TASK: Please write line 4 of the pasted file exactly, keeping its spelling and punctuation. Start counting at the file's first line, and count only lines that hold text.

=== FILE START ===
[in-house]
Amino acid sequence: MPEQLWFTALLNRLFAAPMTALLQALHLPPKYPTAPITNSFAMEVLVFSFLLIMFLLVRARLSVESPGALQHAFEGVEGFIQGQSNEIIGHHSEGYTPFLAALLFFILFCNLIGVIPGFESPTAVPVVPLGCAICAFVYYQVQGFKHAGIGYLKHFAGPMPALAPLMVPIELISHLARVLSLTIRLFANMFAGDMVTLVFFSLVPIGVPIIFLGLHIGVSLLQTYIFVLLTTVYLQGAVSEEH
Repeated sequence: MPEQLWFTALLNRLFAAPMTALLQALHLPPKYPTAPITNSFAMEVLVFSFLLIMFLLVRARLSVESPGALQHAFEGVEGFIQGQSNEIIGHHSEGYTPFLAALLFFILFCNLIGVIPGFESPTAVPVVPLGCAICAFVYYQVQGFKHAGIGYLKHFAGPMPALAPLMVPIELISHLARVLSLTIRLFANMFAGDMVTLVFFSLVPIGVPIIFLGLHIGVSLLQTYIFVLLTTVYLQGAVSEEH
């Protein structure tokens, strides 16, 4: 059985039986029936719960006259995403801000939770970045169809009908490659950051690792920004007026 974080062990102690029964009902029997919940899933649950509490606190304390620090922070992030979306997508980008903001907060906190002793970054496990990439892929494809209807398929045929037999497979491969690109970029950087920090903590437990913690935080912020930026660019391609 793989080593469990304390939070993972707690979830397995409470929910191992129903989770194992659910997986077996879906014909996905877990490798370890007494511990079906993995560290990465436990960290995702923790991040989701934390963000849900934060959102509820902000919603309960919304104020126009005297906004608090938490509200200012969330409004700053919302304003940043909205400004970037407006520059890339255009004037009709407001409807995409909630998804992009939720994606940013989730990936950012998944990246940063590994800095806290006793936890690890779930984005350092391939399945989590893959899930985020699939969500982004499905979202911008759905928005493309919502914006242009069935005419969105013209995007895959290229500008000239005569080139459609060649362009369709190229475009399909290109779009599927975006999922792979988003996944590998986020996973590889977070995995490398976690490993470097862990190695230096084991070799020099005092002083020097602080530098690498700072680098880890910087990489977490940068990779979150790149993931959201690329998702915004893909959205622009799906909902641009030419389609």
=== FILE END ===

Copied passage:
């Protein structure tokens, strides 16, 4: 059985039986029936719960006259995403801000939770970045169809009908490659950051690792920004007026 974080062990102690029964009902029997919940899933649950509490606190304390620090922070992030979306997508980008903001907060906190002793970054496990990439892929494809209807398929045929037999497979491969690109970029950087920090903590437990913690935080912020930026660019391609 793989080593469990304390939070993972707690979830397995409470929910191992129903989770194992659910997986077996879906014909996905877990490798370890007494511990079906993995560290990465436990960290995702923790991040989701934390963000849900934060959102509820902000919603309960919304104020126009005297906004608090938490509200200012969330409004700053919302304003940043909205400004970037407006520059890339255009004037009709407001409807995409909630998804992009939720994606940013989730990936950012998944990246940063590994800095806290006793936890690890779930984005350092391939399945989590893959899930985020699939969500982004499905979202911008759905928005493309919502914006242009069935005419969105013209995007895959290229500008000239005569080139459609060649362009369709190229475009399909290109779009599927975006999922792979988003996944590998986020996973590889977070995995490398976690490993470097862990190695230096084991070799020099005092002083020097602080530098690498700072680098880890910087990489977490940068990779979150790149993931959201690329998702915004893909959205622009799906909902641009030419389609």